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July 2015


DOE Undergraduate Research Fellowship

Refrigerant Replacement

WCEC's Marco Pritoni in the Washington Post

The Western Cooling Efficiency Center was established in 2007, alongside our UC Davis partner centers, the Energy Efficiency Center, California Lighting Technology Center, Center for Water-Energy Efficiency and the PHEV Research Center through a grant from the California Clean Energy Fund and in partnership with the California Energy Commission Public Interest Energy Research Program.

WCEC partners with industry stakeholders to stimulate the development of impactful cooling technologies that can enable reduced electrical demand, energy and water consumption in buildings.

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To the Western Cooling Connection Update Newsletter! In this month's newsletter, WCEC was recently awarded funding from the Department of Energy to work with industry partners and students on refining and validating an Energy Plus model for hybrid rooftop air conditioners.

WCEC is currently testing a replacement refrigerant for R-410A that promises to be better for the environment and improve overall system performance.

Also included in this month's newsletter, WCEC's very own Marco Pritoni was recently quoted in the Washington Post for his work on thermostat usability and a novel method for studying the way we interact and use these devices.

DOE Funds WCEC UC Davis-Industry Partnership to Enhance Building Efficiency

Building Future Leaders in Energy Efficiency

As part of the Building University Innovators and Leaders Development (BUILD) awards, this funding will support energy efficiency research through undergraduate student engagement combined with industry guidance to create and improve market ready energy efficiency technologies.

WCEC will hire undergraduates to work with manufacturers on a long term research project to increase the viability and usability of a new EnergyPlus solution to model evaporative systems. This model will integrate the function of multiple cooling elements to gain climate-specific advantages in comfort and efficiency.

The project is an excellent opportunity for WCEC to further one of its primary missions, to train future leading engineers in the creation/evaluation of market ready energy efficient HVAC technologies. Read more about this unique partnership »

Reducing Global Warming Potential and Increasing Efficiency: Is It Possible With Just a Refrigerant Replacement?

The ever increasing global climate combined with the modernization and economic growth in countries like China and India have led to an even larger marketplace for vapor compression cooling­—and a larger overall carbon footprint and global warming potential (GWP). Because of the inevitable increase in vapor compression cooling throughout the world, solutions to reduce the global warming potential of each of these units can have a significant impact on our environment.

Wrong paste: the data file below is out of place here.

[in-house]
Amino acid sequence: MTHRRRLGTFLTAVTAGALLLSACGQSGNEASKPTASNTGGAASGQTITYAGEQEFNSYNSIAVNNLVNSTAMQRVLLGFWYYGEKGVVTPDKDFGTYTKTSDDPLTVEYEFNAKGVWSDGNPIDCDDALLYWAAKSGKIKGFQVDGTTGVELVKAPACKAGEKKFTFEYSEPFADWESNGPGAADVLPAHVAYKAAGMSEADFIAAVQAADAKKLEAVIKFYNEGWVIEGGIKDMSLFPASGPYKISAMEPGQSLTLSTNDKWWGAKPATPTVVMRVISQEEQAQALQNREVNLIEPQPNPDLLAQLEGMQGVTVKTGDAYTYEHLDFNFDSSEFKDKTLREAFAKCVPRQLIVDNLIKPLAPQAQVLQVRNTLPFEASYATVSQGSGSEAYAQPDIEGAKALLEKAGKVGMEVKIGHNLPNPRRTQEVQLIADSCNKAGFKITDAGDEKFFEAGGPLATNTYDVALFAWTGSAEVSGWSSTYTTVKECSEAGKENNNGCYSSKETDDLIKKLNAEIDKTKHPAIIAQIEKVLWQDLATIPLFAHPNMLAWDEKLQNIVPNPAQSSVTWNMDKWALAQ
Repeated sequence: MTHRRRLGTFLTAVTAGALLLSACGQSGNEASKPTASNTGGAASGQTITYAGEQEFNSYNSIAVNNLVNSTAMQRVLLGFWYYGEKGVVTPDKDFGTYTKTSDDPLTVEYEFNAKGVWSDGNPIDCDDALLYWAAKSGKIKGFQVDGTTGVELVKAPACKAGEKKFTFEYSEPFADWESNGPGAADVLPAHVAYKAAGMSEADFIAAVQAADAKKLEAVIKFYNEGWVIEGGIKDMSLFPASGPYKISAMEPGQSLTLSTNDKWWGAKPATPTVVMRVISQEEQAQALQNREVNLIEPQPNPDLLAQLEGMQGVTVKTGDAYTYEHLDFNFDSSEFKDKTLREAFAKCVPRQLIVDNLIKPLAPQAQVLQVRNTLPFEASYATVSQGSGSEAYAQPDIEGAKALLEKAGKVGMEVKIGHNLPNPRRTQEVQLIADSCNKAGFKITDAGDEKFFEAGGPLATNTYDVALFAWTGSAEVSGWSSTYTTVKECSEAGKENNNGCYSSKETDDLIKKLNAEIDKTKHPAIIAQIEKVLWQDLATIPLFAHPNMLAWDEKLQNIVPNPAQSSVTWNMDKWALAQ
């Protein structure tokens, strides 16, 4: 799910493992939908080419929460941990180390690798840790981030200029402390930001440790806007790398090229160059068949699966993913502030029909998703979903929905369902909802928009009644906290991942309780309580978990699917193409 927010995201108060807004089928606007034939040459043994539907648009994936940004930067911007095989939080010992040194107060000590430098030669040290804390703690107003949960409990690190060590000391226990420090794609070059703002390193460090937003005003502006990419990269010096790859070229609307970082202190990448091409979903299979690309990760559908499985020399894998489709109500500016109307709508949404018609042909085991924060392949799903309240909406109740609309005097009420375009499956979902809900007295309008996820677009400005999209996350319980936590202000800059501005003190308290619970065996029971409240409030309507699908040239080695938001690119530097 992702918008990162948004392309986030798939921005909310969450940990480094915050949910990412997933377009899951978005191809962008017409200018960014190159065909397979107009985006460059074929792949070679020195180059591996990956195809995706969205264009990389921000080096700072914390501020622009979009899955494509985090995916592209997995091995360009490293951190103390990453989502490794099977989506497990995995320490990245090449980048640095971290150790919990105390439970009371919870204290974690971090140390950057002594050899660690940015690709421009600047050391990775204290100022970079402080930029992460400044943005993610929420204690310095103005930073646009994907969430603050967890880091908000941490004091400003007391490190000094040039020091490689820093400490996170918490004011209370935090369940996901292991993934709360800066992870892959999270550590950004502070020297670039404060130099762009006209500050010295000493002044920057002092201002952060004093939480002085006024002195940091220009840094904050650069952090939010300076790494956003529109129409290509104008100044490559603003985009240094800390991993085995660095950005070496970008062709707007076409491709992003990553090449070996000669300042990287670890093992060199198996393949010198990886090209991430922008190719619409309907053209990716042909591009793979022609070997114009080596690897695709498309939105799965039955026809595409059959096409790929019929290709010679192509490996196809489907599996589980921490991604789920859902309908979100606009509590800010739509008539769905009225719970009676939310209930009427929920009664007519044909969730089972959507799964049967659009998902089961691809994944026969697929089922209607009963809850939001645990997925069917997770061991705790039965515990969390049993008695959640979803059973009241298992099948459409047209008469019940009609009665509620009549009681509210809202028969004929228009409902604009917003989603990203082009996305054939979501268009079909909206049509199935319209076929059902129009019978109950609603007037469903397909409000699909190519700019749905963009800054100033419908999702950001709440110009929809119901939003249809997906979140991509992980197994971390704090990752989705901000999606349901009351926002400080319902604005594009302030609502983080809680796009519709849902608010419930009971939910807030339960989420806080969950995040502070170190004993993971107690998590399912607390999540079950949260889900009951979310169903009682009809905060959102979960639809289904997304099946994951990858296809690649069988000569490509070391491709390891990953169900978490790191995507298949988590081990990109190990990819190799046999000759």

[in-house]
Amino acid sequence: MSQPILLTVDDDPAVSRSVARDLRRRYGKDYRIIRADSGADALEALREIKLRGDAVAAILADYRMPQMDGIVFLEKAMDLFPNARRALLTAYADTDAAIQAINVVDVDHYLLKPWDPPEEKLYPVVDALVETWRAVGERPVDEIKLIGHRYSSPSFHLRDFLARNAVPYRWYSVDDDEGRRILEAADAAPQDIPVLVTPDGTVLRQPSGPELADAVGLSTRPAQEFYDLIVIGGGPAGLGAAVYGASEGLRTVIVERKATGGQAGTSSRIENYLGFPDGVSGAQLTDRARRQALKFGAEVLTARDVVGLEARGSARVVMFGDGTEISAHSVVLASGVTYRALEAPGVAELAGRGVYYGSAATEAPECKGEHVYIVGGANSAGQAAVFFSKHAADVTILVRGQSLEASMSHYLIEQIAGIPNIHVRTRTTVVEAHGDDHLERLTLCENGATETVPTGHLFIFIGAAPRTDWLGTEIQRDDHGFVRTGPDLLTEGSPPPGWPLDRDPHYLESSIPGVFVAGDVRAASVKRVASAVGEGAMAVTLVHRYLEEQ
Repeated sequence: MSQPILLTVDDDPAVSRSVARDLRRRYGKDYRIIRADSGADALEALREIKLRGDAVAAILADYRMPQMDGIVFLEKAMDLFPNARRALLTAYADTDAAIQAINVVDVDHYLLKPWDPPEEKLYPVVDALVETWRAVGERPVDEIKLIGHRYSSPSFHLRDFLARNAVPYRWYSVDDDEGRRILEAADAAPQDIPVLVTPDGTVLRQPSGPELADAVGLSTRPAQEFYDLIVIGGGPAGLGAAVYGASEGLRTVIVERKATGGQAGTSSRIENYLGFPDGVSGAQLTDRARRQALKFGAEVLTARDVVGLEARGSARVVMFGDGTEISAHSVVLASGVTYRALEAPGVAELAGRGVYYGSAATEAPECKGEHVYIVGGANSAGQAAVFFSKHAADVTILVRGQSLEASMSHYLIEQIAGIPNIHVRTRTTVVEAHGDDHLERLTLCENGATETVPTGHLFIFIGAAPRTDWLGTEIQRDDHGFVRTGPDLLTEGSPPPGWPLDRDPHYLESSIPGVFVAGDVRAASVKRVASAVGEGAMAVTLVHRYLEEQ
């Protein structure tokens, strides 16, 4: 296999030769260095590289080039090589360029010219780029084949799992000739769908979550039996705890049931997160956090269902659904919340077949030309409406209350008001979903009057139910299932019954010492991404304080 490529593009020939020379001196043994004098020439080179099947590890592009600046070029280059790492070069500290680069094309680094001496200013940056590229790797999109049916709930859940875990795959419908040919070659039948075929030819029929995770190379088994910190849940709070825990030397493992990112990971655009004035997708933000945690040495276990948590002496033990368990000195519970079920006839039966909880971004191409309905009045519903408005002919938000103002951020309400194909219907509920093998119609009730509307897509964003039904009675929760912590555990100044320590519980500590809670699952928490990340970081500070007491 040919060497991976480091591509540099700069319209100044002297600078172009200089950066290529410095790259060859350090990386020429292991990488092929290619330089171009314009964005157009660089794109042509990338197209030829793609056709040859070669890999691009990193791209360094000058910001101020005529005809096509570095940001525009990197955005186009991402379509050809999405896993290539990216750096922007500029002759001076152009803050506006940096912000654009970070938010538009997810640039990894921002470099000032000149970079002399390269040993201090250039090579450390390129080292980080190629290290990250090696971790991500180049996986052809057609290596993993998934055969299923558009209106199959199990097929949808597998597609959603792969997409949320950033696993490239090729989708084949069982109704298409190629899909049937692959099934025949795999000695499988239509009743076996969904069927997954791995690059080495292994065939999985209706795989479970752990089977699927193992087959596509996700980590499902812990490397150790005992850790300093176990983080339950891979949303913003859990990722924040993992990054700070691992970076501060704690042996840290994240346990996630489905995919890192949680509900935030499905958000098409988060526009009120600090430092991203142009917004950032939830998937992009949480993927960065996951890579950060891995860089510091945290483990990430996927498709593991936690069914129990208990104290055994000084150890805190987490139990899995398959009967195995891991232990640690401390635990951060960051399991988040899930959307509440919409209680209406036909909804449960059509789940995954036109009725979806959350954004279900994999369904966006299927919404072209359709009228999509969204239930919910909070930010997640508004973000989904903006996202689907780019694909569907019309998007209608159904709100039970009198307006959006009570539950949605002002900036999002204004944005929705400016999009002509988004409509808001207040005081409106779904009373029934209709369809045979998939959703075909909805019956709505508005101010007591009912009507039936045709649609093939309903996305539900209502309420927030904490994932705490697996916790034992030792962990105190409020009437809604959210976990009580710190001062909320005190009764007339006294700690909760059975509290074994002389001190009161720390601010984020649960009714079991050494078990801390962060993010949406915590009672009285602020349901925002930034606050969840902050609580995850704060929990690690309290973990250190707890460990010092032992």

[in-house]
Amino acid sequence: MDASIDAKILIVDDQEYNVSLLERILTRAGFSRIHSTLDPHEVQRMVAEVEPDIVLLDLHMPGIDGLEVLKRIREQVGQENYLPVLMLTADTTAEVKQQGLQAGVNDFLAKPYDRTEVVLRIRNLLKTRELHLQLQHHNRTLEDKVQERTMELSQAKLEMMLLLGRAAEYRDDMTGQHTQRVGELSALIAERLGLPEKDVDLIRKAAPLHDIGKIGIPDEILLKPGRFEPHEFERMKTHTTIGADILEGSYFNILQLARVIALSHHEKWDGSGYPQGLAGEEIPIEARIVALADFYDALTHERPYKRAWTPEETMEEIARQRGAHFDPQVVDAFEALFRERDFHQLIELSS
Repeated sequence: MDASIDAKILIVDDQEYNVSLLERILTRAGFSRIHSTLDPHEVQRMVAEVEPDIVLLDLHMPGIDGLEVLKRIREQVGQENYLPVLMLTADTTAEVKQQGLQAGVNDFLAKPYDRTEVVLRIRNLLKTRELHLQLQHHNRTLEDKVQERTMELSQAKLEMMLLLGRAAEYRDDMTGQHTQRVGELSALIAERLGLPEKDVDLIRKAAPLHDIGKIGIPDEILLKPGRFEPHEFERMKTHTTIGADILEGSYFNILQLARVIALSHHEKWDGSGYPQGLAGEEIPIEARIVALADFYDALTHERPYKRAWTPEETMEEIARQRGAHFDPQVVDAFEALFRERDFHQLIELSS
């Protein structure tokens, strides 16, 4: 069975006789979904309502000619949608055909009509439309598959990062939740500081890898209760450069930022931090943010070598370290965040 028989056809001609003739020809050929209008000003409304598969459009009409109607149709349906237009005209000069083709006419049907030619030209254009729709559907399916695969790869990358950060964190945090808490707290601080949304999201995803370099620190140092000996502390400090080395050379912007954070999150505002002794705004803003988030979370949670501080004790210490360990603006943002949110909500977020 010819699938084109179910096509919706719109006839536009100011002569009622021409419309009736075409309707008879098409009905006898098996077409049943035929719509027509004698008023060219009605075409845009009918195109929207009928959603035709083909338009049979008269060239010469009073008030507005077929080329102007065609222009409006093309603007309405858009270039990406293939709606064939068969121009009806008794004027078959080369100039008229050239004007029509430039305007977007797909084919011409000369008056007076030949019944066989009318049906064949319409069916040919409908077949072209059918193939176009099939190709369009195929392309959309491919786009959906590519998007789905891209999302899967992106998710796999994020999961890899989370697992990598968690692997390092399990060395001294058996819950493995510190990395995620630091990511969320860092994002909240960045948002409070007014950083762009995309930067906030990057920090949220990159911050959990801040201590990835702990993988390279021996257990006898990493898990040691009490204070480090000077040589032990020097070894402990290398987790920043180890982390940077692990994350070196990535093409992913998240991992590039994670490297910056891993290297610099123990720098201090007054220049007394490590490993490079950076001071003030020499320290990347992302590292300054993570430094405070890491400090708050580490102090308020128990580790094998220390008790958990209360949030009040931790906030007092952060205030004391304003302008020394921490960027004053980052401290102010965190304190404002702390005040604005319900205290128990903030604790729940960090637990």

One part of that solution is to reduce the global warming potential of the refrigerants used in these systems. Accidental release of refrigerant to the atmosphere is inevitable with these systems so it is imperative to identify a working fluid that has low GWP while also achieving acceptable performance and low safety risk to occupants.The predominant refrigerant used in air conditioning equipment today is R-410A. While R-410A provided a good alternative to R-22, recent advances in refrigerant blends are showing further reductions in global warming potential, while also demonstrating comparable performance.

Preliminary results show greater efficiency, less refrigerant charge and less global warming potential than R-410A refrigerant.

WCEC is currently laboratory testing a new refrigerant from Ingersol-Rand that can be used as a direct replacement for R-410A. Preliminary WCEC laboratory test results are promising, with energy savings over 5% at AHRI test conditions, and with less overall refrigerant charge needed than R-410A. Final results and analysis will be available in the coming months.

WCEC's Marco Pritoni Featured in Washington Post Article

WCEC Graduate Student Researcher, Marco Pritoni

As the summer heats up, Americans are running their air conditioning more than ever. Author Chris Mooney of the Washington Post highlights the often overlooked, yet essential component to air conditioning: the thermostat. These devices are often confusing, and that confusion has lead to widespread misuse, increasing energy use and costs to the consumer.

While there are many previous reports that come to similar conclusions, the paper highlighted in the Washington Post asked respondents to upload photos of their thermostats. WCEC's Marco Pritoni, co-author of this research paper is quoted in the Post with regards to these photos, "The responses to this survey paint a remarkable picture of a technology that is widely misunderstood by its users."

Read the full Washington Post article here »

Read the Journal paper written by Marco Pritoni, Alan Meier, Cecilia Aragon, Daniel Perry, and Therese Peffer here »